by James Hunt

When it's hot outside, few things are more inviting than a tall glass of ice-cold water—unless you're my grandmother, who swore that the best way to cool down on a hot day was to drink a piping hot cup of tea.

You've probably heard other people say the same thing, but is it just an old wives' tale, or is there any truth in it? If you're trying to stay cool, should you reach for the fridge or the kettle?

Common sense suggests that ice water would be the better option. Getting a near-freezing cold beverage into your body should lower your core temperature and offer temporary respite from the blazing heat around you. That's just physics: cold water naturally draws heat from the warmer body tissue around it.

Although some people suggest that the body responds to a cold stimulus by trying to heat up, there's no real evidence for any real effect from that.

But the evidence for drinking hot beverages to cool down isn’t straightforward either, suggests research from the University of Ottawa. At least one study found that drinking even a small hot drink triggered a disproportionately high sweat response without significantly raising your core temperature. And since sweating cools you down, that means a hot drink is actually better at cooling you down than a cold one.

Of course, there are some catches. One is that you won't feel the effects until your sweat has evaporated fully, contrasting with the instant effect of an ice water hit. The other, much bigger one is that it only works under certain conditions. If it's humid, if you're sweating a lot already, or if you're wearing clothes that trap moisture on you then there's bad news: drinking a hot drink is only going to make you hotter.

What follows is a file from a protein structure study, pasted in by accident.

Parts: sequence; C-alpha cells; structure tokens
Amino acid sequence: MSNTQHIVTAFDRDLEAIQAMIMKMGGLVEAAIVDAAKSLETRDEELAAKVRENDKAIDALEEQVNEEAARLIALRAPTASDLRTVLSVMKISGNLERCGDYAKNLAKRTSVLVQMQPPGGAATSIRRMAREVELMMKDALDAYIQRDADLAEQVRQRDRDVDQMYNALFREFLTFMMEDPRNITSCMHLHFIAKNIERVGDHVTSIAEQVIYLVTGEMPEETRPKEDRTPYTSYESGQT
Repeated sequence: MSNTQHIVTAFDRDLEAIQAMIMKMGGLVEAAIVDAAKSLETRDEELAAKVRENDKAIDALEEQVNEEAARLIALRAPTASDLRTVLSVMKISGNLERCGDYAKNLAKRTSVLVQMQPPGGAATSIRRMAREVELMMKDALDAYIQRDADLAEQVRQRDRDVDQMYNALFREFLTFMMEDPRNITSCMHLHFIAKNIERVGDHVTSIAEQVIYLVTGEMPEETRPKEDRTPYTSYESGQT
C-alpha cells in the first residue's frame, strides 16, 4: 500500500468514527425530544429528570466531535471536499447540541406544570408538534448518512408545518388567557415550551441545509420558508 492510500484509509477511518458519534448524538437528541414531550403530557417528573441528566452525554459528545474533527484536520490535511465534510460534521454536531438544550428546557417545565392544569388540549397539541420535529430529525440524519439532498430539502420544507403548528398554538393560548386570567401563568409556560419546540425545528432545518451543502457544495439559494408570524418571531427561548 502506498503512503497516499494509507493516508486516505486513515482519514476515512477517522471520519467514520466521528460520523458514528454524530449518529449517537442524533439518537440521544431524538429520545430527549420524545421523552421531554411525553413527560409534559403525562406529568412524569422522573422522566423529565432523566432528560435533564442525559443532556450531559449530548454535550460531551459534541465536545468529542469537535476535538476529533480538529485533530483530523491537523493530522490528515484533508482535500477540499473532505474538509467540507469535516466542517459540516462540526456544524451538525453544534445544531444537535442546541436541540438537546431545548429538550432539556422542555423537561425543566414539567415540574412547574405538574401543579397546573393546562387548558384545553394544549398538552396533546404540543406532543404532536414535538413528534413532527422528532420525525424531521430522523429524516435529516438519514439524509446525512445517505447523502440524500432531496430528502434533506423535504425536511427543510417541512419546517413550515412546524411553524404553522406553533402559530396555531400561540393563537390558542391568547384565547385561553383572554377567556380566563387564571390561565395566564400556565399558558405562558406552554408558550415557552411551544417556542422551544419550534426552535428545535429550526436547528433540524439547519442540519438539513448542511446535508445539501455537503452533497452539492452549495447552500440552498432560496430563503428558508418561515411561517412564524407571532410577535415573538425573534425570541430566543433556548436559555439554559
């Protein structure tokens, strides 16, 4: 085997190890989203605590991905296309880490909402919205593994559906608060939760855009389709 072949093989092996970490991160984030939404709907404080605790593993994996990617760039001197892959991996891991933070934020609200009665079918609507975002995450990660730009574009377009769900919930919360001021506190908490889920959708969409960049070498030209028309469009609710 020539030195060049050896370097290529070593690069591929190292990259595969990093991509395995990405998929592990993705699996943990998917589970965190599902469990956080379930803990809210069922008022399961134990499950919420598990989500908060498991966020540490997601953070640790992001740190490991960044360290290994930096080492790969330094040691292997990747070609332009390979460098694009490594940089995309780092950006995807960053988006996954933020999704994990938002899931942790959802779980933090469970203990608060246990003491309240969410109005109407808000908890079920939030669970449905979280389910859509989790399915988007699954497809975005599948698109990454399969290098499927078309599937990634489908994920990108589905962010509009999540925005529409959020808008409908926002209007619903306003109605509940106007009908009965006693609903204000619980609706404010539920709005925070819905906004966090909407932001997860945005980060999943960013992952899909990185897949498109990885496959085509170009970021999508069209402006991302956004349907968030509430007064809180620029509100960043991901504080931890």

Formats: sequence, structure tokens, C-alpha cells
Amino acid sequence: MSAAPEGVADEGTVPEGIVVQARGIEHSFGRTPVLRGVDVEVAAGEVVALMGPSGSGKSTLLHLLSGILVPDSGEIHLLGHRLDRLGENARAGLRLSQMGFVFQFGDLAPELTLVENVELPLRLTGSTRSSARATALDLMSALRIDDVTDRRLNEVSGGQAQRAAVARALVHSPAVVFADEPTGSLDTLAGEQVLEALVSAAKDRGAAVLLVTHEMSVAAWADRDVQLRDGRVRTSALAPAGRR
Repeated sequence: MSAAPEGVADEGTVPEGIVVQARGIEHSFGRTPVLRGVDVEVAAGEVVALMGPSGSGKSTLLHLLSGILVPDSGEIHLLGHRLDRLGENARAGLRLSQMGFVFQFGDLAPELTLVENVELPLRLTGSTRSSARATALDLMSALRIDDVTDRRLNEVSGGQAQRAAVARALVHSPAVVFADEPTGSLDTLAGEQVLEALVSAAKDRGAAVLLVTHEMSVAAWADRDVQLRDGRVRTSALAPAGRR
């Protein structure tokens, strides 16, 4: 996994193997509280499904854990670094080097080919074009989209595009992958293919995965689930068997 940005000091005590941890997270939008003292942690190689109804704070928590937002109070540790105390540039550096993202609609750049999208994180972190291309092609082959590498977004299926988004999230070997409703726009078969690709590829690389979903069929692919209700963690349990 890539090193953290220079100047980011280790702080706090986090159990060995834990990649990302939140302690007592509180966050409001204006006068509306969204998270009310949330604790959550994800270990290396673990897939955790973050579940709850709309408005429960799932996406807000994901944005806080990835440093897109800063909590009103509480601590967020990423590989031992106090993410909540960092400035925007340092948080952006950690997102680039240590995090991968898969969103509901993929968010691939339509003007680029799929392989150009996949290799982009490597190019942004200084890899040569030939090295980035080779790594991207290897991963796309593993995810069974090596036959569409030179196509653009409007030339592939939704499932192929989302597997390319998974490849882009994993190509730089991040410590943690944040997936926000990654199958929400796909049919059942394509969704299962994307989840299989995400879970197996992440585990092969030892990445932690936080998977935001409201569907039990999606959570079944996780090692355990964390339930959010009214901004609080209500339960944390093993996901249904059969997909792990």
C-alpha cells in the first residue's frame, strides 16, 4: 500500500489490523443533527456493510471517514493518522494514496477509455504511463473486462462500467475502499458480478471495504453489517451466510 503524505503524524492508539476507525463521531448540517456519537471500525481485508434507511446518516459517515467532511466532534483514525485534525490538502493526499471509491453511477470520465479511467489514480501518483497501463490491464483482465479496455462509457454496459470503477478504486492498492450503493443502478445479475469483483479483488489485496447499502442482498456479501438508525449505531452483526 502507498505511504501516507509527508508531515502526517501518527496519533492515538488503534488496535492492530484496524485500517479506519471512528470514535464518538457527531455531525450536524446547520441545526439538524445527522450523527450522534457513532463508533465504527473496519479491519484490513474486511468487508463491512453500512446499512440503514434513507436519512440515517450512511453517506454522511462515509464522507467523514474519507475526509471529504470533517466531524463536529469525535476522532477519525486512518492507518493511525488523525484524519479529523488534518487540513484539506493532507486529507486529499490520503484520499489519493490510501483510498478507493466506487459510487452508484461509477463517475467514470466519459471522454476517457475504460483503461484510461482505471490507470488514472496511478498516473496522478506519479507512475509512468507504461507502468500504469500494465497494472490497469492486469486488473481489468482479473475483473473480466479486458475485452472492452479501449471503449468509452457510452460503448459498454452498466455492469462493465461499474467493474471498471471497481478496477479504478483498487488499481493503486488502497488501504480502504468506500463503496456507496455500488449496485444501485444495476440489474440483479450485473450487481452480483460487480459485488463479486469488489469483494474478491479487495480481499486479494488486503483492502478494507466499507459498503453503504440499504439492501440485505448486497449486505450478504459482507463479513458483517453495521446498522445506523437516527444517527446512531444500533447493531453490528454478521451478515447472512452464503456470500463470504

The ultimate explanation for this phenomenon was provided by Peter McNaughton, a professor of pharmacology at King's College London. His research revealed that the TRPV1 heat receptors in your tongue and throat react to heat stimuli by causing you to sweat, regardless of your core temperature. These heat sensors are actually the same reason you break out in a sweat when you eat spicy foods.

So while it seems counterintuitive, having a hot drink on a hot day actually can cool you down. Turns out my grandmother knew better than all of us. Let's raise a steaming mug of tea to her memory.

Have you got a Big Question you'd like us to answer? If so, let us know by emailing us at bigquestions@mentalfloss.com.